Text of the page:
continue to buy as many bottles of ketchup as before but most consumers will care. They’ll
switch to mayonnaise or to mustard or just go without condiments altogether. And that’s
actually a good outcome given the drought. There simply aren’t as many tomatoes to go
around as before. People as a group need to eat fewer tomatoes. This uptake in the price
of ketchup leads some people; those who care the least about the particular condiment,
to use less of it and that means total consumption of tomatoes shrinks. From a bird’s eye view,
it might look as though this chain of events is consciously coordinated at the farmer,
manufacturer, grocery store, and customers are all working together according to some
plan or to some directive to adjust to the fact that the drought destroyed a lot of tomatoes.
But of course we know they aren’t. There’s no bureau of condiments ordering people to
hold the ketchup. Information about the need to cut back on tomato consumption was communicated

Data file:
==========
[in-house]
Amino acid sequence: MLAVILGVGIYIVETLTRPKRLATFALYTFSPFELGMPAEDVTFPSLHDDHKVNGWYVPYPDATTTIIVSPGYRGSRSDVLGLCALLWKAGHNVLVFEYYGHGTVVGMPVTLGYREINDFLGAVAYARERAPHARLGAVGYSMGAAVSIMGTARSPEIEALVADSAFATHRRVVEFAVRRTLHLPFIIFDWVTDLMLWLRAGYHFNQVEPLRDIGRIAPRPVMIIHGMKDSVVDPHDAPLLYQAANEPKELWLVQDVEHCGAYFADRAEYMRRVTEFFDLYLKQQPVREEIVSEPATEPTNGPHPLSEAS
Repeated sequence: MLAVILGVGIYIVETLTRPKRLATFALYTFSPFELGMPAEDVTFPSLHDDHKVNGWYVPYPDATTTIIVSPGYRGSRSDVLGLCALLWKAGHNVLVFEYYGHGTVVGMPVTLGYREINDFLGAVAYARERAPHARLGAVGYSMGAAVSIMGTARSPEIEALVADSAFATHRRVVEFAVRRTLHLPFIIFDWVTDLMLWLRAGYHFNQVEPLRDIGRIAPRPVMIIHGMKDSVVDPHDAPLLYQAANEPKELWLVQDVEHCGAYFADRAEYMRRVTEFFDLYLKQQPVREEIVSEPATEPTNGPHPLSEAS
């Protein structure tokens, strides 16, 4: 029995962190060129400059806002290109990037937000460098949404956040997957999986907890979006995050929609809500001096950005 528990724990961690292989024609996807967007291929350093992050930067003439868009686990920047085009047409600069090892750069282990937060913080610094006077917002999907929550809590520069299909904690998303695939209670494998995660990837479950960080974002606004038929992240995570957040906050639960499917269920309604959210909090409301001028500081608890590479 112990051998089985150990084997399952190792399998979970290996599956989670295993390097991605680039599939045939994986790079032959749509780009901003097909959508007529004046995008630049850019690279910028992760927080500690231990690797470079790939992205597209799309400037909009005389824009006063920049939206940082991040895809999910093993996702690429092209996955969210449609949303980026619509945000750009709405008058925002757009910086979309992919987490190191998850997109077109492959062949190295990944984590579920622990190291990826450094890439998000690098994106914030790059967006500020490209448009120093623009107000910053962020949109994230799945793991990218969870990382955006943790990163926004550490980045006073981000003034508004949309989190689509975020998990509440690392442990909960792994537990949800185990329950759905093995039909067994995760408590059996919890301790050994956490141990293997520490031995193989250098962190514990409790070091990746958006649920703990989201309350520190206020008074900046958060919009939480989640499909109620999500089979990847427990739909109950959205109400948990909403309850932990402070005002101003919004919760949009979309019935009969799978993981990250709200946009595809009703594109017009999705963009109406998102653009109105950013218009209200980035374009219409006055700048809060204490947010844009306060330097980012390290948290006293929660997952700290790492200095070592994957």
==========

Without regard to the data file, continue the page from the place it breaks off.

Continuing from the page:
organically through prices. Or as the great economist Friedrich Hayek put it, the ketchup’s
price is, “A kind of machinery for registering change.”
Now multiply this chain of events by trillions, that’s the world economy. There are billions
of buyers and suppliers adjusting in real time, every hour of every day to shortages
and surpluses and they’re elaborately coordinating their behavior with each other and adjusting
to on the ground developments and they don’t even realize that they’re part of this great,
global chain of cooperation. All of this coordination and adjustment is thanks to prices. All those
different bits of information can be in that one little number. Think about that next time